Ecology And Environment

Alternative Fuels



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Wood has been burned by mankind since first we harnessed fire. It has been the fuel behind the provision of heat, cooking, defence and craft to name but a few things. Nowadays, when we are quickly watching our fossil fuel reserves dwindle away, we are seeking 'a great and sustainable resource'. Well, we need look no further than wood to provide a significant alternative; Wood for fuel, that old chestnut. Before I explain the argument behind the use of wood, let me just explain my background in this subject. I work for an organisation in the Highlands of Scotland, which, for the past four years has been managing a project which has aimed to promote the development of woodfuel supply chains, utilising the vast timber resource in Scotland.

Fossil fuels, such as coal, oil and gas have been the back bone of our energy supply since the dawn of the industrial revolution. The "Black Gold" and its two cohorts have also been responsible (according the the majority of informed opinions)for the increased pressure on our planet. Why? Carbon Dioxide. The main cause of the negative impact on the environment from the use of fossil fuels is the subsequent release of carbon dioxide. The production of fossil fuels takes millions of years worth of heat and pressure applied to fossilised remains of organic material (including plant and animal). It is non-renewable i.e. we are depleting the resource before it has time to replace what has been removed. Like it's name, fossil fuel, the carbon which is released when it is burned is also ancient. This means that when the fuel is burned, this "fossilised" carbon dioxide is released back into the atmosphere. This addition of this carbon dioxide overloads the atmosphere and causes Global Warming, via the infamous Greenhouse effect. This is an important fact in the argument for the use of woodfuel.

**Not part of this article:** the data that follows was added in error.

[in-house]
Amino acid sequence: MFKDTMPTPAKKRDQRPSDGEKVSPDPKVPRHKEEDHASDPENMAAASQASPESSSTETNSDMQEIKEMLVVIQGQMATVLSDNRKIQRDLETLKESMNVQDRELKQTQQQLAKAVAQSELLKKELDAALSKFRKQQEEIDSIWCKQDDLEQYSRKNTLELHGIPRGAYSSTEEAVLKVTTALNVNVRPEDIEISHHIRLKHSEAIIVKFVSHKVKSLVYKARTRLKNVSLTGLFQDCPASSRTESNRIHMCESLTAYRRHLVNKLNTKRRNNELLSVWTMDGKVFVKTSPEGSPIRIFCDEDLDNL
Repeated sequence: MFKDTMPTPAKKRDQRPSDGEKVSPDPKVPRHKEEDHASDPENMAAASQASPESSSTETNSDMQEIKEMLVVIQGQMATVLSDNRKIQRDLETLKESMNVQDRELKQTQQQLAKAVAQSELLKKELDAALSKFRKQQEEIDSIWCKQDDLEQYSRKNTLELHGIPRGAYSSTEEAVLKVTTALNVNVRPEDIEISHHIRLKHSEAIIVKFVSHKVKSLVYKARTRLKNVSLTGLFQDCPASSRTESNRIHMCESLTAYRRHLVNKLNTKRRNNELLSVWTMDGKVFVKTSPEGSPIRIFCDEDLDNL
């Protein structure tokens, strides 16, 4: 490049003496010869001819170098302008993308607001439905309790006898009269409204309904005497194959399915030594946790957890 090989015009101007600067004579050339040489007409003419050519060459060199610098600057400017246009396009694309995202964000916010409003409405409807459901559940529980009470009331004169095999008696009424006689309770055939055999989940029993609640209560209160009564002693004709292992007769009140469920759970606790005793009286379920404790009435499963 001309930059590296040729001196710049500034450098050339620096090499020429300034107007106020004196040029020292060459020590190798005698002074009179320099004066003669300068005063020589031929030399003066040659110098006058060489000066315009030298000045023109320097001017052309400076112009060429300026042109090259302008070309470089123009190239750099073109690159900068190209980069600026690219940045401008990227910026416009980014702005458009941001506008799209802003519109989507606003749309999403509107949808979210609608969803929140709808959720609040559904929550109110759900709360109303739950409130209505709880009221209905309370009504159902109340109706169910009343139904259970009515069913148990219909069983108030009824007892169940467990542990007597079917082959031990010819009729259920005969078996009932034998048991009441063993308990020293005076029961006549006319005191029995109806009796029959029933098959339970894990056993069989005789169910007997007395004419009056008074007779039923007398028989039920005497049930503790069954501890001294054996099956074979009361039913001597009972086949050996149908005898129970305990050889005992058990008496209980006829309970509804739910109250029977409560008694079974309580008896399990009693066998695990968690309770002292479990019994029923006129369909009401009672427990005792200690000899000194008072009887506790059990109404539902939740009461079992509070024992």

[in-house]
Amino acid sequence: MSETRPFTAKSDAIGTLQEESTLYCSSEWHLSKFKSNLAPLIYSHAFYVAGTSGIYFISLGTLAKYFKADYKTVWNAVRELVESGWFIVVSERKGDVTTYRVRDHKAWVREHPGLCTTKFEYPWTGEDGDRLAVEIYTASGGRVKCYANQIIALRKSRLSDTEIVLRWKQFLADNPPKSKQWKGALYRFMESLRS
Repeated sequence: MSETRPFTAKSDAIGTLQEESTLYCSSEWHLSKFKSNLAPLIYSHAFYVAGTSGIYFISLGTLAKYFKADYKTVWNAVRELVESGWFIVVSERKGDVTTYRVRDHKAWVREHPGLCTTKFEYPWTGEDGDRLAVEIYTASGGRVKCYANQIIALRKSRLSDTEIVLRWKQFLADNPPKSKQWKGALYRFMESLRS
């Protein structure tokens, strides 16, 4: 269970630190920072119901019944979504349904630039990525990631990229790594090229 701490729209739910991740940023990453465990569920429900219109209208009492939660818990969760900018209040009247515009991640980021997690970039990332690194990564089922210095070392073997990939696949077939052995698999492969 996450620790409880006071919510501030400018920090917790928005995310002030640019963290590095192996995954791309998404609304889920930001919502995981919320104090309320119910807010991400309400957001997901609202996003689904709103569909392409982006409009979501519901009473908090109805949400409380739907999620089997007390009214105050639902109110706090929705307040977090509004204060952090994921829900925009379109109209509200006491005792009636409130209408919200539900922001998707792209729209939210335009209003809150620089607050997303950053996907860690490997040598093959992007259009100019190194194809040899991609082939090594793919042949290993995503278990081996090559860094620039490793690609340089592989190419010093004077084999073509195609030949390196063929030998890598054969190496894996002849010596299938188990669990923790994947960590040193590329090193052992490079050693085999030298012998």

How is burning woodfuel different to burning fossil fuels? Simple, it is, if managed properly, a "carbon neutral" fuel source. What does carbon neutral mean? Well, if we go back to our fossil fuel for an example; I mentioned that fossil fuels are not renewable. They cannot be replaced as quickly as we use them. In addition to this fact, when they are burned, fossil fuels release ancient carbon dioxide back into the atmosphere, which contributes heavily to Global Warming. The reason why it contributes so heavily to Global Warming is because the carbon cannot be removed and as such the atmosphere becomes over-loaded with it. Woodfuel offers a real alternative to this by being "carbon neutral". The Carbon dioxide emitted from wood when it is burned does escape into our atmosphere, that much is granted. However, unlike fossil carbon, this carbon dioxide can be reabsorbed by more plantations of trees as they grow. This means that provided plantations of wood resources designated for woodfuel use are replaced and managed as they are utilised, there will always be more new and growing trees to absorb the carbon dioxide released as it is burned, therefore offsetting the carbon balance. The carbon dioxide released by burning wood is therefore re-entering the carbon cycle and not being added into our atmosphere like when fossil fuels are burned.

The use of woodfuel cannot provide the energy to the same extent that fossil fuels do, especially considering that over 80% of our global man produced energy comes from burning fossil fuels. However it can be utilised to provide a very real and sustainable alternative to many areas of the world. Let me explain using the Highlands of Scotland as an example.